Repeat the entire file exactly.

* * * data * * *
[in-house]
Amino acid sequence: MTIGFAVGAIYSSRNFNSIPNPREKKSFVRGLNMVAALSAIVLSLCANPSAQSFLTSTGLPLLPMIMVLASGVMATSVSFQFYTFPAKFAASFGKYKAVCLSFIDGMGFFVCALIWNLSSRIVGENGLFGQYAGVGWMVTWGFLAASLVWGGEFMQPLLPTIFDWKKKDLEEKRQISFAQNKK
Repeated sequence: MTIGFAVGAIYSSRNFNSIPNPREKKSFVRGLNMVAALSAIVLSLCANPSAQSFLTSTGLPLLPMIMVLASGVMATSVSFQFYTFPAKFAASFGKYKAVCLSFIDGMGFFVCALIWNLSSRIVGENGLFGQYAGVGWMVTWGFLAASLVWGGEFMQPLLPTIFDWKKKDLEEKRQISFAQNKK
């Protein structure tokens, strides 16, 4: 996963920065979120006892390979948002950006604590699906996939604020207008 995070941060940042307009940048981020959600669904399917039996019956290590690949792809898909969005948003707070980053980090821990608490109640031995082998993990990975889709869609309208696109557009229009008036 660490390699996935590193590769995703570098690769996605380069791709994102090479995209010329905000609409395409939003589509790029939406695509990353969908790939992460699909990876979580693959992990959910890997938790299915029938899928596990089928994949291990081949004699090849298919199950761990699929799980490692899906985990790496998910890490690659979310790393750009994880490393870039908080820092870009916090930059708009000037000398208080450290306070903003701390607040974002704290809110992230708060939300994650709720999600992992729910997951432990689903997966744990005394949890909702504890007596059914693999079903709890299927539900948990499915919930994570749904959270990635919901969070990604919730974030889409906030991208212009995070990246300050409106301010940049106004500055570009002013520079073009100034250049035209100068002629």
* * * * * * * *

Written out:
[in-house]
Amino acid sequence: MTIGFAVGAIYSSRNFNSIPNPREKKSFVRGLNMVAALSAIVLSLCANPSAQSFLTSTGLPLLPMIMVLASGVMATSVSFQFYTFPAKFAASFGKYKAVCLSFIDGMGFFVCALIWNLSSRIVGENGLFGQYAGVGWMVTWGFLAASLVWGGEFMQPLLPTIFDWKKKDLEEKRQISFAQNKK
Repeated sequence: MTIGFAVGAIYSSRNFNSIPNPREKKSFVRGLNMVAALSAIVLSLCANPSAQSFLTSTGLPLLPMIMVLASGVMATSVSFQFYTFPAKFAASFGKYKAVCLSFIDGMGFFVCALIWNLSSRIVGENGLFGQYAGVGWMVTWGFLAASLVWGGEFMQPLLPTIFDWKKKDLEEKRQISFAQNKK
């Protein structure tokens, strides 16, 4: 996963920065979120006892390979948002950006604590699906996939604020207008 995070941060940042307009940048981020959600669904399917039996019956290590690949792809898909969005948003707070980053980090821990608490109640031995082998993990990975889709869609309208696109557009229009008036 660490390699996935590193590769995703570098690769996605380069791709994102090479995209010329905000609409395409939003589509790029939406695509990353969908790939992460699909990876979580693959992990959910890997938790299915029938899928596990089928994949291990081949004699090849298919199950761990699929799980490692899906985990790496998910890490690659979310790393750009994880490393870039908080820092870009916090930059708009000037000398208080450290306070903003701390607040974002704290809110992230708060939300994650709720999600992992729910997951432990689903997966744990005394949890909702504890007596059914693999079903709890299927539900948990499915919930994570749904959270990635919901969070990604919730974030889409906030991208212009995070990246300050409106301010940049106004500055570009002013520079073009100034250049035209100068002629």